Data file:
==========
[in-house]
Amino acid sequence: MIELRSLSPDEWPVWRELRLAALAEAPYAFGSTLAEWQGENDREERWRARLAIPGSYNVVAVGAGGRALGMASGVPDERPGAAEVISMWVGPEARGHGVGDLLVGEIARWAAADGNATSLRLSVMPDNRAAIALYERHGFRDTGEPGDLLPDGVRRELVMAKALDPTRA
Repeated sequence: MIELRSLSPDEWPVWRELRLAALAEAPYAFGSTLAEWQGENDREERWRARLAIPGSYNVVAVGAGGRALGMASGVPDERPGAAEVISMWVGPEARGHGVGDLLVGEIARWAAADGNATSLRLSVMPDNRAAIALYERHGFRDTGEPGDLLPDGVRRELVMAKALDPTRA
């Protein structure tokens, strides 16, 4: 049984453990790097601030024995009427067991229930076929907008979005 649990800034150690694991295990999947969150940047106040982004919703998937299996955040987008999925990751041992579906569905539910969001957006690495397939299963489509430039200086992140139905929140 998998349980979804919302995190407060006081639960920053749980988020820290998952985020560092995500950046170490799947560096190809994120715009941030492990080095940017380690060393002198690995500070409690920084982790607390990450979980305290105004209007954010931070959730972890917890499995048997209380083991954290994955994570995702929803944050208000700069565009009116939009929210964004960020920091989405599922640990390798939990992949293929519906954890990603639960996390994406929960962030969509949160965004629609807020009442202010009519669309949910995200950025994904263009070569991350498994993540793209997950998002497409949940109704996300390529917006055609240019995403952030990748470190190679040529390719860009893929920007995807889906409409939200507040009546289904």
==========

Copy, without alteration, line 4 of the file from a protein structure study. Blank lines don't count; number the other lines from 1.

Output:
């Protein structure tokens, strides 16, 4: 049984453990790097601030024995009427067991229930076929907008979005 649990800034150690694991295990999947969150940047106040982004919703998937299996955040987008999925990751041992579906569905539910969001957006690495397939299963489509430039200086992140139905929140 998998349980979804919302995190407060006081639960920053749980988020820290998952985020560092995500950046170490799947560096190809994120715009941030492990080095940017380690060393002198690995500070409690920084982790607390990450979980305290105004209007954010931070959730972890917890499995048997209380083991954290994955994570995702929803944050208000700069565009009116939009929210964004960020920091989405599922640990390798939990992949293929519906954890990603639960996390994406929960962030969509949160965004629609807020009442202010009519669309949910995200950025994904263009070569991350498994993540793209997950998002497409949940109704996300390529917006055609240019995403952030990748470190190679040529390719860009893929920007995807889906409409939200507040009546289904």